- Reviewing correspondence files, prior year's working papers, permanent files, financial statements, and auditor's reports.
- Discussing matters that may affect the audit with firm personnel responsible for non-audit services to the entity.
- Inquiring about current business developments affecting the entity.
- Reading the current year's interim financial statements.
- Discussing the type, scope, and timing of the audit with management of the entity, the board of directors, or its audit committee.
- Considering the effects of applicable accounting and auditing pronouncements, particularly new ones.
- Coordinating the assistance of entity personnel in data preparation.
- Determining the extent of involvement, if any, of consultants, specialists, and internal auditors.
- Establishing the timing of the audit work.
- Establishing and coordinating staffing requirements.
The auditor may wish to prepare a memorandum setting forth the preliminary audit plan, particularly for large and complex entities.
In planning the audit, the auditor should consider the nature, extent, and timing of work to be performed and should prepare a written audit program (or set of written audit programs) for every audit. The audit program should set forth in reasonable detail the audit procedures that the auditor believes are necessary to accomplish the objectives of the audit. The form of the audit program and the extent of its detail will vary with the circumstances. In developing the program, the auditor should be guided by the results of the planning considerations and procedures. As the audit progresses, changed conditions may make it necessary to modify planned audit procedures. [As amended, effective for engagements beginning after December 15, 1995, by Statement on Auditing Standards No. 77.]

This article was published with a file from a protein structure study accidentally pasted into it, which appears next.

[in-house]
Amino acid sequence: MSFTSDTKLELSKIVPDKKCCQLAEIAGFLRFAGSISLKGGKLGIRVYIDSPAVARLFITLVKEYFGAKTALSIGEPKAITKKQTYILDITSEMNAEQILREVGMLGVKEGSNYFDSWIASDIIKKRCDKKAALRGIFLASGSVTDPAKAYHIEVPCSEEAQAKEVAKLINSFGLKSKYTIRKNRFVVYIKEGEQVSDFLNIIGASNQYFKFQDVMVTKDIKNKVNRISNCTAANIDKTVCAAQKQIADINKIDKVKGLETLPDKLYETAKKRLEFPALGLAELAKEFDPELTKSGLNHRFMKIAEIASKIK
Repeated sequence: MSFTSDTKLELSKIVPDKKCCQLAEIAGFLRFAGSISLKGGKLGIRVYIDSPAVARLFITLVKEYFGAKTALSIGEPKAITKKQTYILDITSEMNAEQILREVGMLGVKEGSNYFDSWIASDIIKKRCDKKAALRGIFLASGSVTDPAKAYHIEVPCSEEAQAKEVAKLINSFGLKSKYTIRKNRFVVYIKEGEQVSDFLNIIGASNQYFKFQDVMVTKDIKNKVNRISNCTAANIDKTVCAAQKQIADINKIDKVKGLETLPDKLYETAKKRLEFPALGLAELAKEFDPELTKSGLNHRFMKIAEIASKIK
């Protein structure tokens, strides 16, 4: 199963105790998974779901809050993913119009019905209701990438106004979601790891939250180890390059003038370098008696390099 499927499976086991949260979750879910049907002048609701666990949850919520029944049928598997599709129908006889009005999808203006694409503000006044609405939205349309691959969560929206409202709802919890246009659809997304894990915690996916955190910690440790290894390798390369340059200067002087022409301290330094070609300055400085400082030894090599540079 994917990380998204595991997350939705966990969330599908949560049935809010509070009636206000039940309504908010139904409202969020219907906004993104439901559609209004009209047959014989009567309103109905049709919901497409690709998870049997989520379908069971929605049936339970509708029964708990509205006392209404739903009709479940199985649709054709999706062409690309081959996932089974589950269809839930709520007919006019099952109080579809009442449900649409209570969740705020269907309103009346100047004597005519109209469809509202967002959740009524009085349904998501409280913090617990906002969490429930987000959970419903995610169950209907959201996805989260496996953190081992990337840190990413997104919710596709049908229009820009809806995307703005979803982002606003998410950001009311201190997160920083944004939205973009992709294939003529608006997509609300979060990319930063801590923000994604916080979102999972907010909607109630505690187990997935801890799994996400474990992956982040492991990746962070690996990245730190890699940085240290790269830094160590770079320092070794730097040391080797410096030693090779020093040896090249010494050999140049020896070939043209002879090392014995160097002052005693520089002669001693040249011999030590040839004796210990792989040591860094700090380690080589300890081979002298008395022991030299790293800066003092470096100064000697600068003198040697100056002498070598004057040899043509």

The auditor should obtain a level of knowledge of the entity's business that will enable him to plan and perform his audit in accordance with generally accepted auditing standards. That level of knowledge should enable him to obtain an understanding of the events, transactions, and practices that, in his judgment, may have a significant effect on the financial statements. The level of knowledge customarily possessed by management relating to managing the entity's business is substantially greater than that which is obtained by the auditor in performing his audit. Knowledge of the entity's business helps the auditor in:
- Identifying areas that may need special consideration.
- Assessing conditions under which accounting data are produced, processed, reviewed, and accumulated within the organization.
- Evaluating the reasonableness of estimates, such as valuation of inventories, depreciation, allowances for doubtful accounts, and percentage of completion of long-term contracts.
- Evaluating the reasonableness of management representations.
- Making judgments about the appropriateness of the accounting principles applied and the adequacy of disclosures. [fn 1]
The auditor should obtain a knowledge of matters that relate to the nature of the entity's business, its organization, and its operating characteristics. Such matters include, for example, the type of business, types of products and services, capital structure, related parties, locations, and production, distribution, and compensation methods. The auditor should also consider matters affecting the industry in which the entity operates, such as economic conditions, government regulations, and changes in technology, as they relate to his audit. Other matters, such as accounting practices common to the industry, competitive conditions, and, if available, financial trends and ratios should also be considered by the auditor.